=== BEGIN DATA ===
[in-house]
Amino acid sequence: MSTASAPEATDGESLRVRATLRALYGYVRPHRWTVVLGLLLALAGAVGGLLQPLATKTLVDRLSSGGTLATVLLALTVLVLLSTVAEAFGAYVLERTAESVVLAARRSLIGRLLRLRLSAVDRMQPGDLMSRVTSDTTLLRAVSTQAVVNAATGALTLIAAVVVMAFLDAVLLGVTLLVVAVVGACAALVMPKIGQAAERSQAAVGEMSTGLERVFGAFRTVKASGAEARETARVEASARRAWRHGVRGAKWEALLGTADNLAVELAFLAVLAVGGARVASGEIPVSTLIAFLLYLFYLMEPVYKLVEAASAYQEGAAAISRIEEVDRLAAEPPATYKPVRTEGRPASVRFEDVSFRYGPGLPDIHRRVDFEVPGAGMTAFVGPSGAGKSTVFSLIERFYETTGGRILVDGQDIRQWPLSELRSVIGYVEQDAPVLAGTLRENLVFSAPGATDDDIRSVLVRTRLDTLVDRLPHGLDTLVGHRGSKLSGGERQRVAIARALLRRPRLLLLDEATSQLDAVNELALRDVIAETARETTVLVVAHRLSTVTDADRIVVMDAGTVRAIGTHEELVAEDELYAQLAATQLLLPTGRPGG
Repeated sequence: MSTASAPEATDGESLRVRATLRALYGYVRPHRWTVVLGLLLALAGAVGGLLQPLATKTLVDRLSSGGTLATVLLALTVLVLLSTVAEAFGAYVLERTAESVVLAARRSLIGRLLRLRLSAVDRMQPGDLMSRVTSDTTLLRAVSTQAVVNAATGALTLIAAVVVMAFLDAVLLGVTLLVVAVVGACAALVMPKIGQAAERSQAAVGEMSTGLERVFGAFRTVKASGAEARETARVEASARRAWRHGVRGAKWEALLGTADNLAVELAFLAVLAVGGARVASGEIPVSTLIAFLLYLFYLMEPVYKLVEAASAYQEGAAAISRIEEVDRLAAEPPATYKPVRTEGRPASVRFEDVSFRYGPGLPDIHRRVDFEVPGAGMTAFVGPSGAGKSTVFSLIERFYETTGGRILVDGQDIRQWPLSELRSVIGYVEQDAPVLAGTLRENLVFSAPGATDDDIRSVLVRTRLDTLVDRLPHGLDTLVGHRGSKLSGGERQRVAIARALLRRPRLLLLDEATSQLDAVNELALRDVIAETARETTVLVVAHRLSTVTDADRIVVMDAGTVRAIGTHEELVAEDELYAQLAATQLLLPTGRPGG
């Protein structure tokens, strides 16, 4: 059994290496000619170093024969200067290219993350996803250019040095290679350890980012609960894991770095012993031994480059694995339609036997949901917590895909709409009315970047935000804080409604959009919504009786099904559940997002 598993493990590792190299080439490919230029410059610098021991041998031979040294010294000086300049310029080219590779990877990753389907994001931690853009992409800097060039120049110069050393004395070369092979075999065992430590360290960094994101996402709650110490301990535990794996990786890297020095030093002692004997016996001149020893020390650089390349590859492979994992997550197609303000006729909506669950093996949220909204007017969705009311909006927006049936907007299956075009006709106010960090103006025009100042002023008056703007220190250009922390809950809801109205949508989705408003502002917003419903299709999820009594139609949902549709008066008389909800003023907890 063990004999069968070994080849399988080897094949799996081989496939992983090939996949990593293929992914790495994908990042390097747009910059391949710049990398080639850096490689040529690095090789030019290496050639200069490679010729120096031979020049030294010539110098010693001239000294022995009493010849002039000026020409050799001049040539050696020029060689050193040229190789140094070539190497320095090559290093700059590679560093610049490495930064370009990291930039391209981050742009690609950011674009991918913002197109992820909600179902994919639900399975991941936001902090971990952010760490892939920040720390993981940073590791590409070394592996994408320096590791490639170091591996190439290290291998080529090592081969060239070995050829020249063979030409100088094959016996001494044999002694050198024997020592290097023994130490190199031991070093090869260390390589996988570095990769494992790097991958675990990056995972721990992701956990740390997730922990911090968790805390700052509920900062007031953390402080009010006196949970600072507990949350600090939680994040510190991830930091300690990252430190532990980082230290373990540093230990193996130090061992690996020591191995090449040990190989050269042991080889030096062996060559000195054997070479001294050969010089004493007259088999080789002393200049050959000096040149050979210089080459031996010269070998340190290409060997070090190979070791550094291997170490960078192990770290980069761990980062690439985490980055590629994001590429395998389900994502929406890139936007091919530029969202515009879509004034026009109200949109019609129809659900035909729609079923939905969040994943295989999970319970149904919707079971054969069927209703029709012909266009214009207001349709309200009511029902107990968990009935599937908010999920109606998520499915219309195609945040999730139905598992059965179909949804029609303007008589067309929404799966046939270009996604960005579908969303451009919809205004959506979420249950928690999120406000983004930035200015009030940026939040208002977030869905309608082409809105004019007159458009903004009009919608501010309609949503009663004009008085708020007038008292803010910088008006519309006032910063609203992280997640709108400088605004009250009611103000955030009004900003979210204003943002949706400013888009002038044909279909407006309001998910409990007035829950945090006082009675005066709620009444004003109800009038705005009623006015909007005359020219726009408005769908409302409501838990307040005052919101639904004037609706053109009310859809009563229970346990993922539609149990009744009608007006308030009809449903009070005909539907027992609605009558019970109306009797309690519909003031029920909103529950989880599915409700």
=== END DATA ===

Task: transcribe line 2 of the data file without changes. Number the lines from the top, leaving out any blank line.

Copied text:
Amino acid sequence: MSTASAPEATDGESLRVRATLRALYGYVRPHRWTVVLGLLLALAGAVGGLLQPLATKTLVDRLSSGGTLATVLLALTVLVLLSTVAEAFGAYVLERTAESVVLAARRSLIGRLLRLRLSAVDRMQPGDLMSRVTSDTTLLRAVSTQAVVNAATGALTLIAAVVVMAFLDAVLLGVTLLVVAVVGACAALVMPKIGQAAERSQAAVGEMSTGLERVFGAFRTVKASGAEARETARVEASARRAWRHGVRGAKWEALLGTADNLAVELAFLAVLAVGGARVASGEIPVSTLIAFLLYLFYLMEPVYKLVEAASAYQEGAAAISRIEEVDRLAAEPPATYKPVRTEGRPASVRFEDVSFRYGPGLPDIHRRVDFEVPGAGMTAFVGPSGAGKSTVFSLIERFYETTGGRILVDGQDIRQWPLSELRSVIGYVEQDAPVLAGTLRENLVFSAPGATDDDIRSVLVRTRLDTLVDRLPHGLDTLVGHRGSKLSGGERQRVAIARALLRRPRLLLLDEATSQLDAVNELALRDVIAETARETTVLVVAHRLSTVTDADRIVVMDAGTVRAIGTHEELVAEDELYAQLAATQLLLPTGRPGG